Buzzing about solar and electric cars

by Debra Vogler, senior technical editor, PV World

In addition to discussions about cooperating on clean energy efforts going forward, the daylong US-China Clean Energy Forum (Feb. 13) also showcased how solar technologies tie together in the real world — integrating a parking lot-based solar array, electric vehicles, smart grid technology, energy storage, and high-performance battery recharging systems.

Two of Pacific Gas & Electric’s electric powered vehicles were on site and hooked up to Applied’s solar power plant for recharging during the event along with demonstrations of smart metering technology (see photo below). One of the featured models was a Mitsubishi iMiEV, a pre-production version of the electric vehicle to be released in Japan this summer; PG&E is working with Mitsubishi Motors to do user acceptance testing and real-world drivability testing. The vehicles, which can accept direct DC fast charging as well as 120V AC, are being used to test out the utility’s smart charging program, according to Efrain Ornelas, environmental technical supervisor for clean air transportation at PG&E. Smart charging focuses on charging cars at night to minimize impact on the grid, as the utility has more wind-generated electricity available for use at that time (at least in some territories).

Applied Materials CTO Mark Pinto (right) and Han Wenke, director general of the Energy Research Institute of the National Development and Reform Commission (left), demonstrate an electric vehicle powered by solar energy. Inside the car: (left) Saul Zambrano, director of clean air transportation, and (right) Hal LaFlash, director of emerging clean technology policy, both from Pacific Gas and Electric Co. (Photo courtesy of Applied Materials)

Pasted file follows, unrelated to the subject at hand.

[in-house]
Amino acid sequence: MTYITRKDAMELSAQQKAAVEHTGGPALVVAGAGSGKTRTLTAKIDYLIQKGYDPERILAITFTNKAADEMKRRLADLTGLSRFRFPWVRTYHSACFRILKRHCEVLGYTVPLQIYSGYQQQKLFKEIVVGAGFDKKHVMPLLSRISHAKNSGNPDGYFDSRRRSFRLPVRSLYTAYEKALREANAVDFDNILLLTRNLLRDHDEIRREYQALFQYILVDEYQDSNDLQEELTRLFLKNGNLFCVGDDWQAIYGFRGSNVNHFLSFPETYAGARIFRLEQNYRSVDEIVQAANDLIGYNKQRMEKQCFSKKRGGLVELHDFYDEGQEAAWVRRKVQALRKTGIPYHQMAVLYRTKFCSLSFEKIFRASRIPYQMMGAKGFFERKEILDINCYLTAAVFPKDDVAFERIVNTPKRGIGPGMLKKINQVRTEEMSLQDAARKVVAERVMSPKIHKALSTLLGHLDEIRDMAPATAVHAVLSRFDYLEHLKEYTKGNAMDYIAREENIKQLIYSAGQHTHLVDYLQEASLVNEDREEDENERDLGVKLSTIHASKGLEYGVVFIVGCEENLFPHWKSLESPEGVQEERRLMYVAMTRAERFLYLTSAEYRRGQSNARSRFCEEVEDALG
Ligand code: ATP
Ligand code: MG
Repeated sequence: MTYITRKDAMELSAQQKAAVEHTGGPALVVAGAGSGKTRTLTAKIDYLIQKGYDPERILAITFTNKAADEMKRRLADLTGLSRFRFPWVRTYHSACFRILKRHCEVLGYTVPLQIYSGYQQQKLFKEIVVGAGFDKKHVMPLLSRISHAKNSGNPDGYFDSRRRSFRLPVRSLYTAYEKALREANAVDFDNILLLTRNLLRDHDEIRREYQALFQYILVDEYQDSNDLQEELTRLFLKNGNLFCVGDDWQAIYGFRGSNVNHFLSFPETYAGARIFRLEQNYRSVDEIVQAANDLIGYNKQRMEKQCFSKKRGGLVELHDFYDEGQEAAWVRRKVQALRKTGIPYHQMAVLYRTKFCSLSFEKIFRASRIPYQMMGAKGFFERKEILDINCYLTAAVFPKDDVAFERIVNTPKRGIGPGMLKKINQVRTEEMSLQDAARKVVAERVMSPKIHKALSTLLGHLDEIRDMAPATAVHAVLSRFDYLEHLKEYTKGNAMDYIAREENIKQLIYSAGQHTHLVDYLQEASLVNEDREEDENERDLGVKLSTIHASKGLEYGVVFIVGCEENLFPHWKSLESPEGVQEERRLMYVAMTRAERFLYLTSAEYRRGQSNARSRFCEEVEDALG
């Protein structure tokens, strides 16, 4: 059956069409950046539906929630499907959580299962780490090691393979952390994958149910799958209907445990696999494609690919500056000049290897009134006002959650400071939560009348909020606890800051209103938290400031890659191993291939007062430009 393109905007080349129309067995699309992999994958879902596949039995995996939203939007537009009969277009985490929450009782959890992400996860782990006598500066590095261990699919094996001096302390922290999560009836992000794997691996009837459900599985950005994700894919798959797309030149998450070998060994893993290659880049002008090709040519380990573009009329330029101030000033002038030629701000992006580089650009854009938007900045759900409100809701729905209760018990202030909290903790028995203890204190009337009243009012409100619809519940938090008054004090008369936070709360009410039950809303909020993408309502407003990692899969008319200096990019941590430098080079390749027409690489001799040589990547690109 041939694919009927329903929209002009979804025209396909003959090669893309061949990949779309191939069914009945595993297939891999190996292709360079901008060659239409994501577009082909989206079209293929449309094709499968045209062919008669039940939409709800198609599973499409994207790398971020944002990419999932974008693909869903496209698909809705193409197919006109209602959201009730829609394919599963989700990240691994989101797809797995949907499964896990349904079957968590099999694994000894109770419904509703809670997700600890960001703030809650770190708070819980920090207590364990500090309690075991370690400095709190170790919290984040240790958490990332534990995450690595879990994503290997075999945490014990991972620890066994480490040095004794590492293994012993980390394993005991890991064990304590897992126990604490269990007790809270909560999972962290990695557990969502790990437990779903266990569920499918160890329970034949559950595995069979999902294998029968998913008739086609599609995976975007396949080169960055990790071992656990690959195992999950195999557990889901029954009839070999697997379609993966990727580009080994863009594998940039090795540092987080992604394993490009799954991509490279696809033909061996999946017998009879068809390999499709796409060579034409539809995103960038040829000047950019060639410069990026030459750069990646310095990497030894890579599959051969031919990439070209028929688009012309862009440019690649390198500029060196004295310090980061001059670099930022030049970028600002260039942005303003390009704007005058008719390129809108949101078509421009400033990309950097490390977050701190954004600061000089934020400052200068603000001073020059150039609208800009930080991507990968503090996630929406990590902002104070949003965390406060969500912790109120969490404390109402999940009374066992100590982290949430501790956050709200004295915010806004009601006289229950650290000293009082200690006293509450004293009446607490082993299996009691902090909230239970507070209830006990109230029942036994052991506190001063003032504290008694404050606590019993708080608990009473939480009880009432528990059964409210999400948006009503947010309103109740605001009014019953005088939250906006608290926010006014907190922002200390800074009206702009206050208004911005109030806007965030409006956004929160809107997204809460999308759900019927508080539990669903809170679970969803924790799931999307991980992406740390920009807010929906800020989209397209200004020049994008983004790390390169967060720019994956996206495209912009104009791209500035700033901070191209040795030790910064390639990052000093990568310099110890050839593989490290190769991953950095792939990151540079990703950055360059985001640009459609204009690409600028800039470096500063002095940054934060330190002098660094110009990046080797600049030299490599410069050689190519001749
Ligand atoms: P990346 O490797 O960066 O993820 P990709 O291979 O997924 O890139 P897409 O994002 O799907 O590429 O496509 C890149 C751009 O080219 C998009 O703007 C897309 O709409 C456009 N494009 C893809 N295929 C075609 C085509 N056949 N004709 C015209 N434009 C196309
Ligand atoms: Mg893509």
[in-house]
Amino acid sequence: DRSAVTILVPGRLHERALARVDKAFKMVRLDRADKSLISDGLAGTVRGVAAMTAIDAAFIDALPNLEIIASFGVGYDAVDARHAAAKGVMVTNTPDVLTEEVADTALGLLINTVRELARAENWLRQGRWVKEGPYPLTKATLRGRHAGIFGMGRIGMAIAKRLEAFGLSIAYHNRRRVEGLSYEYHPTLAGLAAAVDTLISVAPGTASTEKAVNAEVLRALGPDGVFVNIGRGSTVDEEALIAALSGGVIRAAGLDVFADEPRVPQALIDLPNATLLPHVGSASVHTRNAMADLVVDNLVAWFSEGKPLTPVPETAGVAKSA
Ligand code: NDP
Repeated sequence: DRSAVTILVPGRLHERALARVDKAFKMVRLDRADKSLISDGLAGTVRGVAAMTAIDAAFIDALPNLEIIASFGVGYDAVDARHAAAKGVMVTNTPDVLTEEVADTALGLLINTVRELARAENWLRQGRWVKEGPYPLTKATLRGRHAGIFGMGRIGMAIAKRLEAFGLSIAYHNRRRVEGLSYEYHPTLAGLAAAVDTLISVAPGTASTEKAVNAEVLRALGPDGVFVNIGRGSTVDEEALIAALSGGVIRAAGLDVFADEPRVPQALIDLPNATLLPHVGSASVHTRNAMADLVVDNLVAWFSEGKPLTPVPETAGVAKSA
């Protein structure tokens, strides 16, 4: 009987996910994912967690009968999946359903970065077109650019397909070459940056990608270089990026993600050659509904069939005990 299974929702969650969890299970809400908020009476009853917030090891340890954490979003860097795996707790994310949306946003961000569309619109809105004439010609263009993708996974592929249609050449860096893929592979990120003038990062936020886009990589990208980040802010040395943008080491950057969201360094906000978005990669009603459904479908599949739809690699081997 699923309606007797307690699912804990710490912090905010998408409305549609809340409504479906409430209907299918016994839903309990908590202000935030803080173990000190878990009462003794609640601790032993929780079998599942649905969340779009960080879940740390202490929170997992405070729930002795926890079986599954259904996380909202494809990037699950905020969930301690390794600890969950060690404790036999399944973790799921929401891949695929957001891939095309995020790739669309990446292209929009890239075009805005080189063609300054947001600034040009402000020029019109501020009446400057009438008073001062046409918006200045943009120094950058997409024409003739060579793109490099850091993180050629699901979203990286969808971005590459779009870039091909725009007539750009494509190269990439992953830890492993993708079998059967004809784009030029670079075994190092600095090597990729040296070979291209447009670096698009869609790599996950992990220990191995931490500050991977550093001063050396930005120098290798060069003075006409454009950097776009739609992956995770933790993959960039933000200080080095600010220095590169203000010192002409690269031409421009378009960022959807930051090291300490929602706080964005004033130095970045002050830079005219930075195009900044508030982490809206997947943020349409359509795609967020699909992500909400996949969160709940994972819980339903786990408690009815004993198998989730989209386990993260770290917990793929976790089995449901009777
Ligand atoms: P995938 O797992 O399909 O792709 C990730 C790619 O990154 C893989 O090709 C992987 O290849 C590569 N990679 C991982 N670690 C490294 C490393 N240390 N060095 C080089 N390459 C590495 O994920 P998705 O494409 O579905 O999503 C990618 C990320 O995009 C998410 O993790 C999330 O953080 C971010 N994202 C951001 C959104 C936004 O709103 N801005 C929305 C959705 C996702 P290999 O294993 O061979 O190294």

In addition to PG&E, companies featured at the event were conEdison, Gridpoint, Better Place, and AeroVironment. The Better Place business model is one in which consumers subscribe to transportation as a service, similar to a cell phone subscription model. In the Better Place model, the company effectively owns the batteries in electric vehicles, providing consumers with the ability to replace them with fully charged batteries at its network of recharging stations and battery swap stations — this is key to make owning an electric car affordable and convenient. The company has signed agreements to expand its electric car infrastructure in Israel, Denmark, California, Hawaii, Australia, and Canada.

Meanwhile, AeroVironment approaches the problem of “range anxiety” — i.e., people afraid to take electric vehicles on long trips because of the uncertainty of being able to recharge batteries in a timely manner — by offering a fast charging capability based on its PosiCharge technology. According to the company, a range of PosiCharge EV fast charge systems enable EV drivers to have access to a 10 minute battery charge when and where needed. — D.V.


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